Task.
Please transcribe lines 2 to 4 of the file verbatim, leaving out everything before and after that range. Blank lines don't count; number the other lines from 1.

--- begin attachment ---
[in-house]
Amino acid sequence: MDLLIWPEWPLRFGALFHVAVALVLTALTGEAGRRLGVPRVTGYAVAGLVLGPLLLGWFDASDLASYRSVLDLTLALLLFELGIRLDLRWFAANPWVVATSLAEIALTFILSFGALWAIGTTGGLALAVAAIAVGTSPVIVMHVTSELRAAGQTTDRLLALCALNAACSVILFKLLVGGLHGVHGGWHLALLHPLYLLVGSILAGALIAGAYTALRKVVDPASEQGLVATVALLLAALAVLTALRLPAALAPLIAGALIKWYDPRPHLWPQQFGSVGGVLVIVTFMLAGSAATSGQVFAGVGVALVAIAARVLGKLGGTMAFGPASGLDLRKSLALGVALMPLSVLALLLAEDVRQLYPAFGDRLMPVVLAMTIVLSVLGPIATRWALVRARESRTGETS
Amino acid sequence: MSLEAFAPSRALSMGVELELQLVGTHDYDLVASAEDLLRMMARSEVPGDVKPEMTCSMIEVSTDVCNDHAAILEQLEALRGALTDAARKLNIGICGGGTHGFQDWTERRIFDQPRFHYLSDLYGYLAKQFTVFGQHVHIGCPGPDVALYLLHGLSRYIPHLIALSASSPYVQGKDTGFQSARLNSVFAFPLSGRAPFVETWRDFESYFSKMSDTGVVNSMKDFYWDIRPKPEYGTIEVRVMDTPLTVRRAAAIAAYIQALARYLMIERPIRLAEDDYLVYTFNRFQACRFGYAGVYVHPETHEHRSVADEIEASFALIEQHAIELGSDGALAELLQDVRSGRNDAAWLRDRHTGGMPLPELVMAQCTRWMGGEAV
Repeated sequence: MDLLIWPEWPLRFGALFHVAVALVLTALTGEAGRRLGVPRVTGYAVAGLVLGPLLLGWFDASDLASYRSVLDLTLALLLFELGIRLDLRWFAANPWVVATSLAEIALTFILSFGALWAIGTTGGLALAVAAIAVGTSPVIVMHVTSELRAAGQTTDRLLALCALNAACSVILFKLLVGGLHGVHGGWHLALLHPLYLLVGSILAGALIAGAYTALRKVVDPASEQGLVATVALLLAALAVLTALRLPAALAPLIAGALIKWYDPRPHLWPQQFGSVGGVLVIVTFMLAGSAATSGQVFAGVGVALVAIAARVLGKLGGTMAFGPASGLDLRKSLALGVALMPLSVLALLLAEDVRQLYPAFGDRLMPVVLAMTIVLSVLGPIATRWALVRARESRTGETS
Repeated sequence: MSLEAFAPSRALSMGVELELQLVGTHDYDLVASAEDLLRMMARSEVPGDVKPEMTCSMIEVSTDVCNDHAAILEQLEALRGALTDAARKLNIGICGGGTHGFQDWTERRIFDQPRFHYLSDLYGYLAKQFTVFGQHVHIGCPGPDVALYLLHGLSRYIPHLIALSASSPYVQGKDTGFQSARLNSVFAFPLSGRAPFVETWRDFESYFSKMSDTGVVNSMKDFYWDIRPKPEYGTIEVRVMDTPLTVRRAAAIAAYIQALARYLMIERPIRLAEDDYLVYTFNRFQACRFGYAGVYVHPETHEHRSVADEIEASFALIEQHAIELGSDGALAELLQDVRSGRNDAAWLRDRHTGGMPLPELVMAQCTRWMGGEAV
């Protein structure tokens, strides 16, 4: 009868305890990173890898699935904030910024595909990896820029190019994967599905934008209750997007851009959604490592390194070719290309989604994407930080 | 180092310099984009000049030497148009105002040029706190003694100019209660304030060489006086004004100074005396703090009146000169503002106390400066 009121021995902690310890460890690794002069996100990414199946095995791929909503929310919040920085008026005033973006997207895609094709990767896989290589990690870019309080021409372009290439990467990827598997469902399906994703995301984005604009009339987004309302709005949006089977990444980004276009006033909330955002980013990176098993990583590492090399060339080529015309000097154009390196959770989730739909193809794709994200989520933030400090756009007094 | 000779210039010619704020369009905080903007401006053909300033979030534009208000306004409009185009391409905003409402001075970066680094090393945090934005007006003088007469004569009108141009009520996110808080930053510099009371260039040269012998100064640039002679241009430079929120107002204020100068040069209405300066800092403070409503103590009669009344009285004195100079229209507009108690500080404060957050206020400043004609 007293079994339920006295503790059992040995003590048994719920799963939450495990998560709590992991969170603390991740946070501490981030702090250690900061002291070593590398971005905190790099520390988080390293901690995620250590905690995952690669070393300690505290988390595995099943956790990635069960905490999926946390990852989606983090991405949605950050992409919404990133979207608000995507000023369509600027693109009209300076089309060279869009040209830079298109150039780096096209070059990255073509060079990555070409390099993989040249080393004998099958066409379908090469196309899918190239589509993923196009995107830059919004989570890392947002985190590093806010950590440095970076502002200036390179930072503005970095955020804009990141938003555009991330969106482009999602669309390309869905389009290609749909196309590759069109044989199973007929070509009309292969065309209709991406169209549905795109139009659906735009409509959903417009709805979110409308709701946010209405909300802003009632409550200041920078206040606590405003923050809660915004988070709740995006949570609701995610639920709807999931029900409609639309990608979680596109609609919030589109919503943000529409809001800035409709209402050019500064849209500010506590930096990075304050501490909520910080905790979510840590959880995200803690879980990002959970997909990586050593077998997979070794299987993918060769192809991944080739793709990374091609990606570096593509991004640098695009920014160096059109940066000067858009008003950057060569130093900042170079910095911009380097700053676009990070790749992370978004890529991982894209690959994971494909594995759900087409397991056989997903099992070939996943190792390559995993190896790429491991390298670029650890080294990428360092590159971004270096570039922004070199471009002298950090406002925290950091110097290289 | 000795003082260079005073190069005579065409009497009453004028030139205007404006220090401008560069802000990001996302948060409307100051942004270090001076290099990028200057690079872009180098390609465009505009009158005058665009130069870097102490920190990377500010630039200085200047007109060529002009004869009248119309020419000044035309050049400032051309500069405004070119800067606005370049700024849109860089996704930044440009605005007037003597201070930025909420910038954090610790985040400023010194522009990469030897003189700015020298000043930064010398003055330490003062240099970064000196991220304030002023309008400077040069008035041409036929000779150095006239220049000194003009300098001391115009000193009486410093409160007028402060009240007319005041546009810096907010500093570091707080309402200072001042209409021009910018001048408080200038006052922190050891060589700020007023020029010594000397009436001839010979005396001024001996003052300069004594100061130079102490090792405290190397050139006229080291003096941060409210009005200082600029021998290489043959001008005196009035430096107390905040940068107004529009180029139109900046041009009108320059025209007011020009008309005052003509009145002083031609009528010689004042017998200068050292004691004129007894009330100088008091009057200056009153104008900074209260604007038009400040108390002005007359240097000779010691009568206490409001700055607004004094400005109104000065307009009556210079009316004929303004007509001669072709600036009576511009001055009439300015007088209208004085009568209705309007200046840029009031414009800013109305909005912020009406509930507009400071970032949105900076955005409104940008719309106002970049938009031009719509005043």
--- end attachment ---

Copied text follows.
Amino acid sequence: MDLLIWPEWPLRFGALFHVAVALVLTALTGEAGRRLGVPRVTGYAVAGLVLGPLLLGWFDASDLASYRSVLDLTLALLLFELGIRLDLRWFAANPWVVATSLAEIALTFILSFGALWAIGTTGGLALAVAAIAVGTSPVIVMHVTSELRAAGQTTDRLLALCALNAACSVILFKLLVGGLHGVHGGWHLALLHPLYLLVGSILAGALIAGAYTALRKVVDPASEQGLVATVALLLAALAVLTALRLPAALAPLIAGALIKWYDPRPHLWPQQFGSVGGVLVIVTFMLAGSAATSGQVFAGVGVALVAIAARVLGKLGGTMAFGPASGLDLRKSLALGVALMPLSVLALLLAEDVRQLYPAFGDRLMPVVLAMTIVLSVLGPIATRWALVRARESRTGETS
Amino acid sequence: MSLEAFAPSRALSMGVELELQLVGTHDYDLVASAEDLLRMMARSEVPGDVKPEMTCSMIEVSTDVCNDHAAILEQLEALRGALTDAARKLNIGICGGGTHGFQDWTERRIFDQPRFHYLSDLYGYLAKQFTVFGQHVHIGCPGPDVALYLLHGLSRYIPHLIALSASSPYVQGKDTGFQSARLNSVFAFPLSGRAPFVETWRDFESYFSKMSDTGVVNSMKDFYWDIRPKPEYGTIEVRVMDTPLTVRRAAAIAAYIQALARYLMIERPIRLAEDDYLVYTFNRFQACRFGYAGVYVHPETHEHRSVADEIEASFALIEQHAIELGSDGALAELLQDVRSGRNDAAWLRDRHTGGMPLPELVMAQCTRWMGGEAV
Repeated sequence: MDLLIWPEWPLRFGALFHVAVALVLTALTGEAGRRLGVPRVTGYAVAGLVLGPLLLGWFDASDLASYRSVLDLTLALLLFELGIRLDLRWFAANPWVVATSLAEIALTFILSFGALWAIGTTGGLALAVAAIAVGTSPVIVMHVTSELRAAGQTTDRLLALCALNAACSVILFKLLVGGLHGVHGGWHLALLHPLYLLVGSILAGALIAGAYTALRKVVDPASEQGLVATVALLLAALAVLTALRLPAALAPLIAGALIKWYDPRPHLWPQQFGSVGGVLVIVTFMLAGSAATSGQVFAGVGVALVAIAARVLGKLGGTMAFGPASGLDLRKSLALGVALMPLSVLALLLAEDVRQLYPAFGDRLMPVVLAMTIVLSVLGPIATRWALVRARESRTGETS